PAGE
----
A well-known District comedian has a pair saying LAUGH.
BRACEM, declares a Maryland orthodontist's.
EZ IM75 (Easy I'm 75) belongs to a Virginia senior citizen.
While not a new phenomenon (they originated in 1937 in Connecticut), personalized license tags are becoming a big item for automobile owners. And they may be even more popular with state governments as revenues pile up in their treasuries.
In Virginia, where there are about 3.4 million registered passenger vehicles, nearly 223,000 cars sport "CommuniPlates," putting that state third (by percentage) in the nation, behind New Hampshire and Connecticut.
"People use them as advertising, for personal messages, quips, political statements," says Paula Kripaitis of Virginia's Motor Vehicles Division. "That's why we don't refer to them as vanity or ego plates."
Virginia's growth in personalized tag sales has been little short of phenomenal. In its first seven years of offering the plates (the program started in 1973-74), Virginia took in $4,039,445. In its last two years, the program took in $3,008,968. Last year there was a 60 percent increase, with $1.85 million in revenue.
In the District of Columbia, the numbers are more stable, with personalized plates on around 6,000 of the 262,000 registered passenger vehicles.
"All the single letters are taken," says Teresa Banks, registrar in the Vehicle Control Division of the D.C. Bureau of Motor Vehicles. "Other popular tags include names of fraternities, sororities and cities, R2D2, FOXY, HELLO, MYTOY."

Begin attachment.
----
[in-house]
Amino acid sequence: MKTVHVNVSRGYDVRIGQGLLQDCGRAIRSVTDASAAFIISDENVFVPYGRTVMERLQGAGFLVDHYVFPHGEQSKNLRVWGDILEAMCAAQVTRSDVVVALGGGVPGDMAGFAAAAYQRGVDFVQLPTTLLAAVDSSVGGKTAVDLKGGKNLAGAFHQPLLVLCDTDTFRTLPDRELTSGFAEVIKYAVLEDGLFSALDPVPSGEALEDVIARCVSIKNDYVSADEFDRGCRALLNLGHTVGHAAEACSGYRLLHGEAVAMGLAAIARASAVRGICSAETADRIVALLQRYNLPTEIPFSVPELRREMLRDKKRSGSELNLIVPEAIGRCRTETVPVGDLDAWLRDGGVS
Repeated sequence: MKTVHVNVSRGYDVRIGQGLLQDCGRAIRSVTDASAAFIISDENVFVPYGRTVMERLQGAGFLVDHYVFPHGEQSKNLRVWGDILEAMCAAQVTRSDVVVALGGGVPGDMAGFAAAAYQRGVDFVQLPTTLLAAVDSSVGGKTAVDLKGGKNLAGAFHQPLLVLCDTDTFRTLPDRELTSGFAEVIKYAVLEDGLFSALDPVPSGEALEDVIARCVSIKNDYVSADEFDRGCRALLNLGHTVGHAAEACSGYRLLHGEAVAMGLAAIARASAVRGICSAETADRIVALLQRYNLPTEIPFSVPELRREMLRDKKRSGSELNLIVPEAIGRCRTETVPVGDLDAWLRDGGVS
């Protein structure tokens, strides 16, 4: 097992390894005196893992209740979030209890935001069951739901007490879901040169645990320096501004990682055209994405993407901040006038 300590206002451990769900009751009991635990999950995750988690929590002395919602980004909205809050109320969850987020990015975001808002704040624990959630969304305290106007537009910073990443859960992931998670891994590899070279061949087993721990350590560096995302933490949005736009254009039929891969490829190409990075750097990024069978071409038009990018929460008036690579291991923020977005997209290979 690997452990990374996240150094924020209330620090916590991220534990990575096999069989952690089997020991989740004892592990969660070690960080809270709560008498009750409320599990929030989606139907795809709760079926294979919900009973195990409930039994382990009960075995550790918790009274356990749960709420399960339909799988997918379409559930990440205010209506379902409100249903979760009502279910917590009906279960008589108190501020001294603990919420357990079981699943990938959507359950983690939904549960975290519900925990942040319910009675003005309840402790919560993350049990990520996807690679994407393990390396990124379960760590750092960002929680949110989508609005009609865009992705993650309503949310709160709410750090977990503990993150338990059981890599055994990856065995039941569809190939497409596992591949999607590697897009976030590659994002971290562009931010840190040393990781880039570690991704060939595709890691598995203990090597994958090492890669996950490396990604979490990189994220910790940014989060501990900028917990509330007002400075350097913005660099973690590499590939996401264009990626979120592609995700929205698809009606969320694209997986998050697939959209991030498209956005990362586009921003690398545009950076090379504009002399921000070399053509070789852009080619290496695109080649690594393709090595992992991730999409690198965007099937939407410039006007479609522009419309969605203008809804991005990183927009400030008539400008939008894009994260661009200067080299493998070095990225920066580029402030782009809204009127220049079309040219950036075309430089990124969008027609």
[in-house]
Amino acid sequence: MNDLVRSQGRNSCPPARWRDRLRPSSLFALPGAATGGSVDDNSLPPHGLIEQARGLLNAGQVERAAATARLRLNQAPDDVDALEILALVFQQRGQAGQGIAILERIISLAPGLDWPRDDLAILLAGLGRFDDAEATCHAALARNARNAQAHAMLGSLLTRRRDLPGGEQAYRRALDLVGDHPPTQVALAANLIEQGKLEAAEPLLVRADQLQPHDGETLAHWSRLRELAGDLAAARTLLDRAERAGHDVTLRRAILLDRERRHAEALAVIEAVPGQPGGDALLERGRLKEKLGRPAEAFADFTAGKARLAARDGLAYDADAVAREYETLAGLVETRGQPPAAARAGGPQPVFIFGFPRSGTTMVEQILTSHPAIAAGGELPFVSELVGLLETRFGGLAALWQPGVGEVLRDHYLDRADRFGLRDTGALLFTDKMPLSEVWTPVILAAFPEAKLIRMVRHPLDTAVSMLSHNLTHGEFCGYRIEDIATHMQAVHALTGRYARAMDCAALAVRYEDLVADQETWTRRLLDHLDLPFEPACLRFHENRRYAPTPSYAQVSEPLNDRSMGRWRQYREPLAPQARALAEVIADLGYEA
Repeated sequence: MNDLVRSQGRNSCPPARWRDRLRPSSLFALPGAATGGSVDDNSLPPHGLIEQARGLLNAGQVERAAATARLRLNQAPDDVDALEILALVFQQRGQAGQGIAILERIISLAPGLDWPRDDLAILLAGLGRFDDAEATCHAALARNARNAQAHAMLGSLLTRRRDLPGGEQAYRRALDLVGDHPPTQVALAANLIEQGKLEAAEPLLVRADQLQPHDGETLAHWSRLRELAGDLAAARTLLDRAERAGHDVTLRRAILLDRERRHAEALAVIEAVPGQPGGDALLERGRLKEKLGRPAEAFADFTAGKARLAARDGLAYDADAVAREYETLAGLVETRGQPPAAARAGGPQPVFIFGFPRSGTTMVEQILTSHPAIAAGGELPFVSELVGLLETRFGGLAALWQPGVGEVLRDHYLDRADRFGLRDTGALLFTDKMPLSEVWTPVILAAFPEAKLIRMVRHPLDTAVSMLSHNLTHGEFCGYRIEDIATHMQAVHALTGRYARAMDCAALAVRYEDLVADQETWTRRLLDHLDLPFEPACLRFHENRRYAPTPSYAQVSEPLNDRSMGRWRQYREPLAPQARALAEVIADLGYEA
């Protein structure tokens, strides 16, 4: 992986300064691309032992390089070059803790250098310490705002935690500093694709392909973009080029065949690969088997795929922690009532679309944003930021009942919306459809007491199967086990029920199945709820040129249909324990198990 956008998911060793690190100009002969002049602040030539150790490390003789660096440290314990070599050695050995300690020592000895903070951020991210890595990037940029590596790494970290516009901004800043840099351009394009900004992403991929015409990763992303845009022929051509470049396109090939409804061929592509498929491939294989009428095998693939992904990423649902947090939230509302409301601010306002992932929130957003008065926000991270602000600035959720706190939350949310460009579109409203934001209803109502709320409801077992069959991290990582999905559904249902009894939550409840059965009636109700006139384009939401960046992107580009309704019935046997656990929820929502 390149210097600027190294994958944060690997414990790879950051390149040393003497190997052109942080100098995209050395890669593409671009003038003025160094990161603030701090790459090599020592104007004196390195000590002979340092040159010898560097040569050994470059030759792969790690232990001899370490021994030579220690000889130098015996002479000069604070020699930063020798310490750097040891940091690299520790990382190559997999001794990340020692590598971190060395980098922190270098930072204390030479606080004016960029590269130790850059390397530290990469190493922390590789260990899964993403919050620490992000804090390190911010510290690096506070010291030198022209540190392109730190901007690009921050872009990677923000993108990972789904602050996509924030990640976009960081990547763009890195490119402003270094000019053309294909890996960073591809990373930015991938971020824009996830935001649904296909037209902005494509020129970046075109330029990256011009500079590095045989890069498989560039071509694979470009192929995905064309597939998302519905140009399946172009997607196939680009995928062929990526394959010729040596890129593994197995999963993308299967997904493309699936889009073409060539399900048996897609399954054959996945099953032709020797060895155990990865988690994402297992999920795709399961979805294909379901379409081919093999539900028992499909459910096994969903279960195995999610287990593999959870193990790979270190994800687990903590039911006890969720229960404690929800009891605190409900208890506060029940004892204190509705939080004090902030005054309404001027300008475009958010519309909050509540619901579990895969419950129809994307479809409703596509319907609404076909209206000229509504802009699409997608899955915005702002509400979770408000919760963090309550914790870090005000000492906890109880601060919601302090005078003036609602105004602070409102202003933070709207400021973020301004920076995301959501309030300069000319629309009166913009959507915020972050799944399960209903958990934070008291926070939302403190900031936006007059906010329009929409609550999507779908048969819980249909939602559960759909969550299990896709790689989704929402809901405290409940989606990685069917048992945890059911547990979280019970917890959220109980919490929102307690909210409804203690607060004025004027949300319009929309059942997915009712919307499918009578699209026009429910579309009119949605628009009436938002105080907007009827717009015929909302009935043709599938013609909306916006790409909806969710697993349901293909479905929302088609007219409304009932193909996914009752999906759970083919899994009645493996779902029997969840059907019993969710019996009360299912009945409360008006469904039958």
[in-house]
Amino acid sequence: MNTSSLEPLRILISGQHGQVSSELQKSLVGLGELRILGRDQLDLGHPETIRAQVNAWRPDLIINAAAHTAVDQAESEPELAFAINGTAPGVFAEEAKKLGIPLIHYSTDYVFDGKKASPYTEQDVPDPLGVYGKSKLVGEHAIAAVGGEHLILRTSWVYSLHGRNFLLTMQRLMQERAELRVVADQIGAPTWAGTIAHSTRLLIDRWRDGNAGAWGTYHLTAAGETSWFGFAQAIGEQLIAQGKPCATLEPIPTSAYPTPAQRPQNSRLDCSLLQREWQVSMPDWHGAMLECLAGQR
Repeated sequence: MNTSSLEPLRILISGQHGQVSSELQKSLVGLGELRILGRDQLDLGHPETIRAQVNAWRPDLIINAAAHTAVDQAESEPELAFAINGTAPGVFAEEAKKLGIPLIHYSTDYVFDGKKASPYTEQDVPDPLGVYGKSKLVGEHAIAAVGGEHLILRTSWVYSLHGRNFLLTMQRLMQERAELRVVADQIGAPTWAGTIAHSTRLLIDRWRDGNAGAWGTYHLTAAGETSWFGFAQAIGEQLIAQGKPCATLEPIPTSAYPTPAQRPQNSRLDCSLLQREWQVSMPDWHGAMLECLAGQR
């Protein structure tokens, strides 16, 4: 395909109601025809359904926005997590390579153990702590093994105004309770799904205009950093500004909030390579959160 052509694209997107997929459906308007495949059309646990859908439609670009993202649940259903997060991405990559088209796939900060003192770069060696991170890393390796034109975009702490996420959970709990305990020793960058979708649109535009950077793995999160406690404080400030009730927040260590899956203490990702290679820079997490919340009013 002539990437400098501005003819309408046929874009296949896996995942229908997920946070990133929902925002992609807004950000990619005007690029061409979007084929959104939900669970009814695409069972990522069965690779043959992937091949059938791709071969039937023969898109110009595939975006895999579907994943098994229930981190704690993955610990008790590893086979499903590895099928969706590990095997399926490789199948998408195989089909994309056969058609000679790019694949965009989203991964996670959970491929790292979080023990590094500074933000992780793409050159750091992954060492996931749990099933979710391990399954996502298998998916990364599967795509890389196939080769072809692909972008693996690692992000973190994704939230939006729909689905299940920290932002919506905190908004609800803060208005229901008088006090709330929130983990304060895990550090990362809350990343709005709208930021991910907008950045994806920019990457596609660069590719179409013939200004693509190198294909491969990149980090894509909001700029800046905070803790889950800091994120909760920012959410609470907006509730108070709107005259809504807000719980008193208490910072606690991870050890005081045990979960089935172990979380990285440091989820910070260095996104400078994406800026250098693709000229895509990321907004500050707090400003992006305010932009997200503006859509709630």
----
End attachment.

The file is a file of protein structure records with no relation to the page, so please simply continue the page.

Applications are processed on a one-by-one basis, says Banks, and may include any combination of numerals and letters up to five spaces. "The numbers 1 to 1,250 are 'the mayor's tags,' " and his to assign.
Tags in Maryland and Virginia may have any combination of letters and numbers (other than state-reserved prefixes), with a maximum of six letters and minimum of two; a maximum of six numbers and minimum of two, or any combination of letters and numbers not already taken.
Maryland has 2,338,000 registered passenger vehicles, 27,000-30,000 of them with personalized tags. "The most sought-after tag," says Beverly Rhine, "is GO4IT." Other popular requests in Maryland: OUTLAW, BANDIT, BABY, J R, and DOCTOR.
"The tags may not have any official or police connection," says Rhine, "and we don't allow any sex-oriented or drug-related tags." There are, however, tags saying GOD and LSD (someone's initials), as well as HORNEY (someone's last name) and WHISKY.
Kripaitis says Virginia's tag requests are run through a computer containing over 15,000 unacceptable combinations ("They might be prohibited, difficult to read or already reserved"). Naughty-but-clever tags, Kripaitis notes, are allowed occasionally. "If you have to work to figure it out, you won't be offended when you do, that sort of thing."
Some popular tags in Virginia: LEMON, GASHOG, ITLRUN, MADEIT, STATUS, IMHIP, UFORIC, IDYE4U, FED UP, ERA YEA, IMN XDC (I'm in ecstasy), KIDSRN (Kids are in), ET LIVES, 1 2MANY, BELT UP, VOTE (belongs to a registrar of voters).
In Maryland, revenue from the plates is divided basically like this: The first $150,000 for medical, dental, legal, nursing and pharmaceutical scholarship programs; the next $200,000 for a distinguished scholars program; over $350,000, the general fund.
Virginia's CommuniPlate revenue goes into the state's highway fund for maintenance and new-road construction.
The District channels its personalized tag revenues into an appropriations fund used for "other D.C. government activities."
In other states, revenues go to environmental projects (California), political parties (Indiana), tourism programs, prison systems (Alabama), even to help save endangered species (Washington state).
In all jurisdictions, including the District, Maryland and Virginia, prospective tags are checked very carefully. Occasionally, however, a problem tag gets through.
"We had one case," says Kripaitis, where people complained about a tag that said HITLER. We spoke to the owner and he agreed to change it. To ADOLF."
In California, when there was objection to HITLER plates, the car-owner finally gave in, and had his plates changed to GSA1. He offered no explanation.